Yankees: Did Phil Nevin make the wrong call sending Aaron Judge?


Another ball off the bat of Giancarlo Stanton that every New York Yankees fan thought was gone somehow ended up smashing off the Green Monster and turning into a momentum shift for … the Boston Red Sox.

A nightmare game. But what did you expect? You were optimistic coming into this one?

In the top of the sixth inning, the Yankees were down 3-0 but found some life in the form of an Anthony Rizzo solo homer. Then Aaron Judge hit an infield single. OK! Red Sox manager Alex Cora removed Nathan Eovaldi from the game and the Yankees had gotten to the bullpen.

It was Stanton vs Ryan Brasier. And again, we all thought we were witnessing a drastic turning point for the Bombers.

Instead, Stanton’s second hit of the night hit the top of the Green Monster, fell back into play, and two on-the-money throws got Judge at the plate as he was trying to score from first base.

But should he have been sent in the first place? He was out by a mile. Is this third base coach Phil Nevin’s fault?


Phil Nevin may have screwed the Yankees by sending Aaron Judge.

If you saw the overhead replay, Nevin doesn’t signal anything to Judge until he arrives at third base. At that point, it appeared as if Judge was confused whether or not to keep going. He slowed for a second and then picked up the pace, but Kiké Hernández and Xander Bogaerts orchestrated a perfect relay to catcher Kevin Plawecki.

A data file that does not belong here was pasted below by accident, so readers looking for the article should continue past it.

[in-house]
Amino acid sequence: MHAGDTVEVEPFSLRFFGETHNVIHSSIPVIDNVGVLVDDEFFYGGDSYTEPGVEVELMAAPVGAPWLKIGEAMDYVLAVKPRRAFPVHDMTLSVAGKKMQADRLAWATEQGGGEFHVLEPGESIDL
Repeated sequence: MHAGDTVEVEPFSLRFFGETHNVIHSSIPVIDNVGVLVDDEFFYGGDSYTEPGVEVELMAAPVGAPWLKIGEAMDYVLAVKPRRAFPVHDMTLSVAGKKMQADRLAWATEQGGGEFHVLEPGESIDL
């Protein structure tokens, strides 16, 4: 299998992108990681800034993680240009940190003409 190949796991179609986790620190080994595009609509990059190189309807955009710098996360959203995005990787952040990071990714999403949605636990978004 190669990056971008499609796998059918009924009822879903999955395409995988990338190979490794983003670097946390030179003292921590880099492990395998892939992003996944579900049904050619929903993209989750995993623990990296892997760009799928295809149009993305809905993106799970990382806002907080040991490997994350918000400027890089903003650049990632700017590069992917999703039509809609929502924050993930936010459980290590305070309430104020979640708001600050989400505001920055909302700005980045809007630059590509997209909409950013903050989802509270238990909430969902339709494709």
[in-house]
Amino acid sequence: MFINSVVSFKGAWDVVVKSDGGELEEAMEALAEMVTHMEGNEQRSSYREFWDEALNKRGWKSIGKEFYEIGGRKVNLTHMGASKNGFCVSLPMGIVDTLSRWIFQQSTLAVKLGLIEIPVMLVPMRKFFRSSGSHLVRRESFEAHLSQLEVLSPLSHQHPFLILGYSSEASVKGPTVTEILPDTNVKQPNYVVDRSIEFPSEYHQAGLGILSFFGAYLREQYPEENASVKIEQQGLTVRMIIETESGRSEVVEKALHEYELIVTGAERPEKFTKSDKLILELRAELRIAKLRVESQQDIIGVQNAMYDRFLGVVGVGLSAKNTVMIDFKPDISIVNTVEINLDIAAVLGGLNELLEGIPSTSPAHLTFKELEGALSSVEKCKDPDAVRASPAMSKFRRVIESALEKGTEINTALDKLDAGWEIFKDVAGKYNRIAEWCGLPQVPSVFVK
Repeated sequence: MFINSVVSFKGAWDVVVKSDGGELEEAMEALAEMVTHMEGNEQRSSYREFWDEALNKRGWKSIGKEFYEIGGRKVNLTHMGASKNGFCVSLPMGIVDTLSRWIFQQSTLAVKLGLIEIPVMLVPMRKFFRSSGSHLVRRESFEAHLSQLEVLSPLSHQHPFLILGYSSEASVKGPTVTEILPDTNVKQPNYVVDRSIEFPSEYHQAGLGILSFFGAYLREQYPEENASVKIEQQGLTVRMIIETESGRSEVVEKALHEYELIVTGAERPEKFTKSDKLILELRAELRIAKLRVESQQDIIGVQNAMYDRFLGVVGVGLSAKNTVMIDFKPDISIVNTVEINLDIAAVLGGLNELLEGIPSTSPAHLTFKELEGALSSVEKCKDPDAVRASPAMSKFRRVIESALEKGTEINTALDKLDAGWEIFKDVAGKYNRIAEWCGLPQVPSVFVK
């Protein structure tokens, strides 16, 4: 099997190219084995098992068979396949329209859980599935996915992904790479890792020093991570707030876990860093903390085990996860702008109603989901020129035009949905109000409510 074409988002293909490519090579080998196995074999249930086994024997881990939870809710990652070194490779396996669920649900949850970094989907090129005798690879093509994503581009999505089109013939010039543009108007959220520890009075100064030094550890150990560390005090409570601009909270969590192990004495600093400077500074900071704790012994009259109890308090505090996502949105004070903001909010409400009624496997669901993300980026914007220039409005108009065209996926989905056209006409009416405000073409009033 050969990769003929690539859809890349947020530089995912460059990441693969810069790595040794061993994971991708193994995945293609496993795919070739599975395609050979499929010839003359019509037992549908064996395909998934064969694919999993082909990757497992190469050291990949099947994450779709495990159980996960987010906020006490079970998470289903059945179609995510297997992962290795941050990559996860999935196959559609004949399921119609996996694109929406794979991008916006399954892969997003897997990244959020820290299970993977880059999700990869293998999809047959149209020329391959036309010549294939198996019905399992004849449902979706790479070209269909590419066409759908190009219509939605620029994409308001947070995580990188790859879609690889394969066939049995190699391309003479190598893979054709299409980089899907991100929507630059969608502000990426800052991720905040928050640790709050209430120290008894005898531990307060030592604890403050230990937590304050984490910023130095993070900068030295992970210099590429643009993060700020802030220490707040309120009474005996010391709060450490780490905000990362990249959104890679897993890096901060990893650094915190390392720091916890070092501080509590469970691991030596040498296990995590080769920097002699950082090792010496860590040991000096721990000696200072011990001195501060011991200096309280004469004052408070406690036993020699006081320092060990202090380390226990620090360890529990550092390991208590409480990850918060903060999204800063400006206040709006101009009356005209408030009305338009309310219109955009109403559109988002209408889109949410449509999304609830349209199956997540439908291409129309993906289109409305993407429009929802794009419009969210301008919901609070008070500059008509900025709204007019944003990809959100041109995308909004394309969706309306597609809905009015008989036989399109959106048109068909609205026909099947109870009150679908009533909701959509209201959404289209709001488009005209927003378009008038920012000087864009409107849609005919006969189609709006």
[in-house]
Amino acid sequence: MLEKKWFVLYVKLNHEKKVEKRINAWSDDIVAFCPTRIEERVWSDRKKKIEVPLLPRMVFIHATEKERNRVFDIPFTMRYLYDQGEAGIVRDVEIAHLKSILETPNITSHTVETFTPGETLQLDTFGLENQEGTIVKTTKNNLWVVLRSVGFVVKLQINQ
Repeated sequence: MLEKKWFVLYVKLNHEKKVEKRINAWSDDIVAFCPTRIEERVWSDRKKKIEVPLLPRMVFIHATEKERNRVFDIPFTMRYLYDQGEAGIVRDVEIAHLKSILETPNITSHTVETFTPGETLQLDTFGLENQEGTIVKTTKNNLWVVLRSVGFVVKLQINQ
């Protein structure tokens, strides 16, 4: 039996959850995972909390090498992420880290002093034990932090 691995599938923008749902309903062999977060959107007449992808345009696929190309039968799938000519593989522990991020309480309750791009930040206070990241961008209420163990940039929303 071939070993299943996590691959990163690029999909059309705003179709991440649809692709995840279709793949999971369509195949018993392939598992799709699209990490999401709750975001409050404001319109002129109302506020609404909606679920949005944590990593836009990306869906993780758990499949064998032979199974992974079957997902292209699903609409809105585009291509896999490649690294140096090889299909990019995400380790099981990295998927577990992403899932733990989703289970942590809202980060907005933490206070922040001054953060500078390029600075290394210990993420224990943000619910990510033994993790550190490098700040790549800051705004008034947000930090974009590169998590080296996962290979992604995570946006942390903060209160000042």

There is room for some debate here, however. It’s important to test the opposing defense (and put on the pressure) to make a play. But was this the time to do so? If Nevin doesn’t send Judge, it’s runners on the corners with one out for Joey Gallo, who ended up popping up to end the inning. So then it would’ve been runners on the corners with two outs for Gleyber Torres.

But in the end, this comes down to Nevin’s hesitation. If you’re sending him, send him. Let him know when he’s halfway to third base so he continues churning the jets. You definitely send him with two outs. You definitely send him in a tie game. Down by two, though? With one out? And not that fast of a runner? Just hold him, probably.

And guess what? The Sox scored a run in the bottom half of the inning, regaining their three-run lead. Just like that, a game that was looking like 3-2 pressure-cooker turned into a 4-1 exhaler.

Nevin couldn’t even execute a poor decision properly. That’s the 2021 New York Yankees for ya.